"So there we sat with a beautiful new fronton and no one to operate it," recalls Paul Silvergleid, the chairman of the Gaming Commission. Negotiations with the Rooney family, owners of the Pittsburgh Steelers as well as harness and dog-racing tracks, fell through. And just then, in one of those fortuitous strokes by which such deals are made, along came A. Robert Zeff, a wealthy Detroit lawyer who was "looking for a tax shelter." Somebody mentioned the Bridgeport situation to him, and though the fronton was more an empty barn than a cozy tax shelter, Zeff met with Friend in a VIP lounge at New York's LaGuardia Airport and asked how much? "I remember thinking," he says, " 'Heck, for $16 million you can buy stadiums and whole franchises.' But I liked the figures and I loved the game and decided to go ahead." After an extensive investigation, the state granted Zeff a license on April 7.
So far, the alignment is working well. The fronton offers a generally commodious and pleasant atmosphere in which to lose one's money. The game is colorful and fast enough for fans who understand more about the intricacies of pari-mutuel betting than any subtleties on the playing court. The 40 players who work the games are almost all Basques (there is a handful of Americans), and many of them were stars on the Florida circuit until an abortive strike in 1968, after which, says their manager-matchmaker, they were "blacklisted" and had to go back to Spain to play. One night last week some of the younger players from the Hartford fronton came down to take a look at the Bridgeport operation, the way a promising crop of rookies in any sport might spend their time off watching the old pros.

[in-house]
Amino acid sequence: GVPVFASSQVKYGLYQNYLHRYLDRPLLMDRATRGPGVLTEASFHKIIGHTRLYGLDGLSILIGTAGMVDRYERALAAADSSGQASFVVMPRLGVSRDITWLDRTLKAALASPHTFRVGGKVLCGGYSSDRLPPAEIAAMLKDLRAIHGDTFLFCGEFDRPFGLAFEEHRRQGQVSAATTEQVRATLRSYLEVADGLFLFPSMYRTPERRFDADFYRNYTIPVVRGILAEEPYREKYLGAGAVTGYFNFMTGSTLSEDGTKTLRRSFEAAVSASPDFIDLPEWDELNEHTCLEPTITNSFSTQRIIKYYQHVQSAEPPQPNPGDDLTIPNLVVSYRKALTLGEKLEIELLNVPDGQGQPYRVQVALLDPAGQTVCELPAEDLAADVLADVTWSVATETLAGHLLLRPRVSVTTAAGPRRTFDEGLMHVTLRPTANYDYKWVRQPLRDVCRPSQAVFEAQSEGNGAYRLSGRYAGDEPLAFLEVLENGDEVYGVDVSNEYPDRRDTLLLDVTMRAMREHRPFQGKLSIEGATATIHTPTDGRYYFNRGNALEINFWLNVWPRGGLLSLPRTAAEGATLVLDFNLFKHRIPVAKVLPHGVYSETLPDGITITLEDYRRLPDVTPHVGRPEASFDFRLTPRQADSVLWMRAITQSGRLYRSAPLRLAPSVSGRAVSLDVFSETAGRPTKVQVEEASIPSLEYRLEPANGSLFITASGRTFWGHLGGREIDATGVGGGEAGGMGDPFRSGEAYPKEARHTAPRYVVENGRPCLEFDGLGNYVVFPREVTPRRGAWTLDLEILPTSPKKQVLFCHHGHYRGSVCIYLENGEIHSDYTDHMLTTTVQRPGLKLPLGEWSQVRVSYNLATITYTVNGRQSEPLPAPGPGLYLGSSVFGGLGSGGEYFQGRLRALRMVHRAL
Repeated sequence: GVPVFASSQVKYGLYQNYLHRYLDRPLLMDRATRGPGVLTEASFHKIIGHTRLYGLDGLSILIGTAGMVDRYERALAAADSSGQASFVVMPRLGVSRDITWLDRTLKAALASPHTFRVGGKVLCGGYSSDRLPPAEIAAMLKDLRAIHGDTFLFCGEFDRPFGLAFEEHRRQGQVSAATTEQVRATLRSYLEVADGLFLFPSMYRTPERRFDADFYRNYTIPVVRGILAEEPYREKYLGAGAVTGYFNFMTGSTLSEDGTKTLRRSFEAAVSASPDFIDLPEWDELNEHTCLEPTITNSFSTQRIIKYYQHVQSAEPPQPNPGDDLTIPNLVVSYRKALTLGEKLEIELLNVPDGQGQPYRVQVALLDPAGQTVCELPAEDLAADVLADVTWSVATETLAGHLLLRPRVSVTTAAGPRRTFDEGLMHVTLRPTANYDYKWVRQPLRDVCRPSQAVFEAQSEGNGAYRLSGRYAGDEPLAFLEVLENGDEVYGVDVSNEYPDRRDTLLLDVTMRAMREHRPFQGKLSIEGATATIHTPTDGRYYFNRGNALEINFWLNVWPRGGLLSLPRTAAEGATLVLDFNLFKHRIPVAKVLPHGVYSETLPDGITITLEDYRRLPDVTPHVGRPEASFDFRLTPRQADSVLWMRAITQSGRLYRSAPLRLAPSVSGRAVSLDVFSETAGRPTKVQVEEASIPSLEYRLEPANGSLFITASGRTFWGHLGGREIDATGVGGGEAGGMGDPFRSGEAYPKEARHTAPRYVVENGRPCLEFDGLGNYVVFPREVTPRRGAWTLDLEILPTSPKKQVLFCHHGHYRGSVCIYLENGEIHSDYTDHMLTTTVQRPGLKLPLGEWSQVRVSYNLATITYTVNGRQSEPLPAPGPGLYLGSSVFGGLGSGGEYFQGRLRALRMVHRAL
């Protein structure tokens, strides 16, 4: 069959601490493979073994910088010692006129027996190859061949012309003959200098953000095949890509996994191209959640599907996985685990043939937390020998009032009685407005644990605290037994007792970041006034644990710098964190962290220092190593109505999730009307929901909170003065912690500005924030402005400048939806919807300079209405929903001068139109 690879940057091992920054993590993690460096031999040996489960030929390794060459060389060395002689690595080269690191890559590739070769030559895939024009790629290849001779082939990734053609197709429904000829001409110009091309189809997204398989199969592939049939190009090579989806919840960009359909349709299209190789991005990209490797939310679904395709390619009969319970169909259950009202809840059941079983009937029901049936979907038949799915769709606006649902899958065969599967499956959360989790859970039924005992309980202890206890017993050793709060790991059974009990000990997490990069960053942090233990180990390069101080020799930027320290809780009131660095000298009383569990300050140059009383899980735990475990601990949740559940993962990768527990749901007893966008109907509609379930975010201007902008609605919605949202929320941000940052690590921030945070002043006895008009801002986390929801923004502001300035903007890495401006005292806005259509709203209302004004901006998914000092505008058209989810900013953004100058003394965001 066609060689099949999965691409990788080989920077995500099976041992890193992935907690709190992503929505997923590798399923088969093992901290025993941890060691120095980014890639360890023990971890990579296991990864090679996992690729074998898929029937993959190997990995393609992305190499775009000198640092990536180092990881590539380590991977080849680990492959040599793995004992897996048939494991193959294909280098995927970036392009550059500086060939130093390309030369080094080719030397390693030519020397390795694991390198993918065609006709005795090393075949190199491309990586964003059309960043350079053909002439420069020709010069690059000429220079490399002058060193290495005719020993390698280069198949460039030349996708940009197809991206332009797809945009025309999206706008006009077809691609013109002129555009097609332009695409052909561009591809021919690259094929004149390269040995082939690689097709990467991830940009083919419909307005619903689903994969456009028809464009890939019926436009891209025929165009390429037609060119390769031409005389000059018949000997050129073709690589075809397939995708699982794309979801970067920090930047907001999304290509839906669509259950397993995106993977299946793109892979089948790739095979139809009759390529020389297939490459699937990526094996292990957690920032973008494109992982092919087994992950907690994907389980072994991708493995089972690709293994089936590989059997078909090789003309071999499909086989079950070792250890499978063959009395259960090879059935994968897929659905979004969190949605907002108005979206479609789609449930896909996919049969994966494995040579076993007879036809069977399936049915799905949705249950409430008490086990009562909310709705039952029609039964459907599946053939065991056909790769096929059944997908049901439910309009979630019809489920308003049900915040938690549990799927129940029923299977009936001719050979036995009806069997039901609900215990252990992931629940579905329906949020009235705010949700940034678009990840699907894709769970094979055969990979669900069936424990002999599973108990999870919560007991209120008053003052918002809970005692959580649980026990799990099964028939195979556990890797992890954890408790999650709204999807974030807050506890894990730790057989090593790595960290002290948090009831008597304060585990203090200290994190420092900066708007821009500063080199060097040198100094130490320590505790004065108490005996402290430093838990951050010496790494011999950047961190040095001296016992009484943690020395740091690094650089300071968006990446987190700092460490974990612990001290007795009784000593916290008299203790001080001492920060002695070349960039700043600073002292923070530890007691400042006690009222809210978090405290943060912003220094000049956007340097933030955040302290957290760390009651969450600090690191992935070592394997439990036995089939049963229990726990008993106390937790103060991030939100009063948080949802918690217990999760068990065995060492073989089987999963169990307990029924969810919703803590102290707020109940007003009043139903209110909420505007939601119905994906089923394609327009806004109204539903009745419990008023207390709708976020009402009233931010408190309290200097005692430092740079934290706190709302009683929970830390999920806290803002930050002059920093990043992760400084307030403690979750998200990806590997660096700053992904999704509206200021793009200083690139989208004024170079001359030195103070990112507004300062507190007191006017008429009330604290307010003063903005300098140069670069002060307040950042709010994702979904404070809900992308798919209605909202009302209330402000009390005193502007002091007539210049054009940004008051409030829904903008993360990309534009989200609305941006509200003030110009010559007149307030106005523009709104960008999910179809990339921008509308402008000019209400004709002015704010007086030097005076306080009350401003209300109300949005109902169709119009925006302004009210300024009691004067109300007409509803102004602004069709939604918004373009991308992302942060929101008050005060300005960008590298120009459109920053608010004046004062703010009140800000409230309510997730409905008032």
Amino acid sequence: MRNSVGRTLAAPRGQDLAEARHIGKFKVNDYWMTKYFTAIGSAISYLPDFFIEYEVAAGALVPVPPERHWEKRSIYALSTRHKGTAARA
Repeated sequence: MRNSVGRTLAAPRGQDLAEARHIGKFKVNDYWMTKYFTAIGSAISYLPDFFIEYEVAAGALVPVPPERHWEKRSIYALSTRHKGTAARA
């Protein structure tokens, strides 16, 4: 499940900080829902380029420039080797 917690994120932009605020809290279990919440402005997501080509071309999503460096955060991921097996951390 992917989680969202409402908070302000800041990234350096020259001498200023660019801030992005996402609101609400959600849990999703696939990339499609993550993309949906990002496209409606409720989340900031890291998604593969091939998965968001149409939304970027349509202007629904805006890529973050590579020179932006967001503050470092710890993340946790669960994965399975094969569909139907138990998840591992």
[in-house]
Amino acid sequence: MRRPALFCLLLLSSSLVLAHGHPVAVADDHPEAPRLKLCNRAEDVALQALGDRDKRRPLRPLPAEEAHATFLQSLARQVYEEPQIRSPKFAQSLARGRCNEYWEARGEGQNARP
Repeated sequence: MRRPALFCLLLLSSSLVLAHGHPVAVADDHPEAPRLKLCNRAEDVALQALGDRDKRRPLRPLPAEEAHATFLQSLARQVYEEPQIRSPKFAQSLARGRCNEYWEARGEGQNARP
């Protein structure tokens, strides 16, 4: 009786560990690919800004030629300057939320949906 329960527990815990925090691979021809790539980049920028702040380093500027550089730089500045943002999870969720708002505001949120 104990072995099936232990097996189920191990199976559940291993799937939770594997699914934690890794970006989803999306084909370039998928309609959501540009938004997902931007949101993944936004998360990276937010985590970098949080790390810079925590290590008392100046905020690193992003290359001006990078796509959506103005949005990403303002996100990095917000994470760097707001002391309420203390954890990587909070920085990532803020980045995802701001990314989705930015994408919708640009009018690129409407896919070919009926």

Cut it any way you like—quinella, perfecta or trifecta—gray Bridgeport looks a lot greener to Mayor John Mandanici. Presiding at the fronton's ribbon-cutting ceremony, he put it bluntly, "Welcome to the tax rolls of Bridgeport." In a city of 17% unemployment, the addition of 500 jobs and an increase of $1 million in tax revenues, "constitutes a whole new industry," according to Mandanici.
As for Lenny Meyers, he was thinking of another Bridgeport mayor last week, P. T. Barnum, who presided over the town from 1875 to 1876. Looking out at a near-capacity crowd, he beamed, "Old P.T. would be proud."